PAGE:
Sexual Assault on College Campuses


Guest post by Meghan Talbot

Nowadays, when incoming freshmen enter college, they are not just nervous about making friends, doing well in classes, and adjusting to life on their own. A study showed that college students are more afraid of being raped than they are of being murdered. And unfortunately, that fear isn’t completely exaggerated. Sexual assault is becoming an epidemic in the college setting, as an estimated 1 in 5 women and 1 in 16 men are sexually assaulted as undergrads. It is reported that college freshmen are the most likely to be sexually assaulted (though researchers are not completely sure why this is). Most rapes occur at college parties where drinking is involved, and by someone the victim knows. However, the crime can happen to victims of all ages and in a variety of settings. It is also important to understand that no colleges are excluded from this epidemic — high percentages of sexual assault occur in both rural and urban schools, co-ed and single gender, large and small, secular and religious.

Though sexual assault is extremely common in the campus setting, very few cases are reported to the authorities or to school officials, and even fewer will result in judicial action. Victims may keep silent about what happened as they often believe it’s their fault- because of what they were drinking or wearing, or for voluntarily going out with the assailant. They also may fear unsympathetic treatment from officials, interrogation from police, or retaliation by their attacker. In addition, because the majority of reported sexual assaults do not result in prosecution, victims often decide it is not worth the trauma of going through a judicial hearing.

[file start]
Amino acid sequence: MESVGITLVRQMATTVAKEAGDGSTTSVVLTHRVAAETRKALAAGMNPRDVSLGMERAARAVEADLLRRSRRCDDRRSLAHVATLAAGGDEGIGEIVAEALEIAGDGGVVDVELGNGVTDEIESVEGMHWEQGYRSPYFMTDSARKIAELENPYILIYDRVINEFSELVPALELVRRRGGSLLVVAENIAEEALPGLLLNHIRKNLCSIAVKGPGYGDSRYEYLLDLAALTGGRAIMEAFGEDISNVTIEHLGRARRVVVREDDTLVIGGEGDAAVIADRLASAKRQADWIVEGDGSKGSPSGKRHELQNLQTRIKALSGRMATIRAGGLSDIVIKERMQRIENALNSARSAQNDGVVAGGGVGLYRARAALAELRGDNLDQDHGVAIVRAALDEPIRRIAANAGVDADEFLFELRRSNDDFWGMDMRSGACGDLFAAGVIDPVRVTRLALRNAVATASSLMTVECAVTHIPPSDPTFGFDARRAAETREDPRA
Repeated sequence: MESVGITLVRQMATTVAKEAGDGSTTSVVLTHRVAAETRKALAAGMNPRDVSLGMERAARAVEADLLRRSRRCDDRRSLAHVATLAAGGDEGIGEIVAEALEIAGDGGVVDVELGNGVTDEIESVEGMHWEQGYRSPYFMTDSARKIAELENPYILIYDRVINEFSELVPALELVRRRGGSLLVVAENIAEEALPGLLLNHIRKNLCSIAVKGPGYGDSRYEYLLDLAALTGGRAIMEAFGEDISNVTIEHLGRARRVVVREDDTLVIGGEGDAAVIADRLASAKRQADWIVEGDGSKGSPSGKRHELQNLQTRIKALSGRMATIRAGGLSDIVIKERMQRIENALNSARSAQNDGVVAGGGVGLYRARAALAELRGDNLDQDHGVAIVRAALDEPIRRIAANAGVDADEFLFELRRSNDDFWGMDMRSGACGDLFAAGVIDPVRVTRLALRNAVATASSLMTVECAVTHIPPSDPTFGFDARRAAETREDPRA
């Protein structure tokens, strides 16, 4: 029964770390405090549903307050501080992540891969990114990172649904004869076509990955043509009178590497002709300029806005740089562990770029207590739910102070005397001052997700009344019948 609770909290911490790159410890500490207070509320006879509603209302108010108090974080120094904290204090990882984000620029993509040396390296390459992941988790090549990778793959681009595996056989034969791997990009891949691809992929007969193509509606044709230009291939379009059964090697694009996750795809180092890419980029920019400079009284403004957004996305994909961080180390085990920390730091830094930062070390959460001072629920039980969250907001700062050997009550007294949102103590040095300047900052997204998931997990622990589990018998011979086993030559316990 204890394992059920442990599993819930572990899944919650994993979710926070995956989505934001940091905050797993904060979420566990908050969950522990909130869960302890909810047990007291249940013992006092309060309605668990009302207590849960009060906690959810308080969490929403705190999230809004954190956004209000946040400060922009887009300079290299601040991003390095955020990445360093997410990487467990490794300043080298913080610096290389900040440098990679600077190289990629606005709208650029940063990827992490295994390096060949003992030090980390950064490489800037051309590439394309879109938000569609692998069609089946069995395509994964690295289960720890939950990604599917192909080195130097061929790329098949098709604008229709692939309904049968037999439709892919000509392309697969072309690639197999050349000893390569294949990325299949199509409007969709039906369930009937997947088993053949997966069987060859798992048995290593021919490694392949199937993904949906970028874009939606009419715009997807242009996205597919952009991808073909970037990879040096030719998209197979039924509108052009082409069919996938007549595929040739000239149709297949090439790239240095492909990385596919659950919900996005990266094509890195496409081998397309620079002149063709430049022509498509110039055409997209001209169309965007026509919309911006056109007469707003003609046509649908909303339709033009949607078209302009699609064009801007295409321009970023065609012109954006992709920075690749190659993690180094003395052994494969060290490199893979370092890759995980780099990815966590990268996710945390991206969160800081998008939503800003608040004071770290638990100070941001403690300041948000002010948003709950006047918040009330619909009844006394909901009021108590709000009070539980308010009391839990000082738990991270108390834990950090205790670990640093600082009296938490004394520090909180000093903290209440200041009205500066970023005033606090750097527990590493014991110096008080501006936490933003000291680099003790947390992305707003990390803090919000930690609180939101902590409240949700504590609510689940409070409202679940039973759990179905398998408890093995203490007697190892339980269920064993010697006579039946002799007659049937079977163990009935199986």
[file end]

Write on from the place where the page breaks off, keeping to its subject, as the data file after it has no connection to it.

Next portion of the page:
Because victims often keep silent about what happened, they are more likely to suffer from mental health conditions such as depression or PTSD. Over 30% of victims say they have considered suicide after their attack, and many have succeeded.

Colleges are becoming more aware of the epidemic and are trying to prevent sexual assault in a variety of ways. In 1972, the Title IX law was passed in order to prevent gender discrimination in athletics, but is now being reinterpreted to protect victims of sexual violence in college. Through the law, students are allowed to change class schedules or housing arrangements after an assault in order to avoid their attacker if need be. Victims may also be provided counseling and assistance reporting the crime under the law. However, the law is controversial and a number of universities are under investigation for violating the law.

Schools are taking other steps to prevent sexual assault. Prevention techniques are often taught to incoming freshmen during their orientation week and sorority and fraternity members are often required to take a course in alcohol safety and consent. In addition, a variety of student organizations exist for victims to get involved on campus and heal together. It is the hope of many that through education and protection sexual assault will become less common in the university setting.

If you or someone you know has been a victim of sexual assault, HAVEN can help. Call the free and confidential 24-hour Crisis and Support Line at 877-922-1274.




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Filed under Sexual Assault Awareness Month

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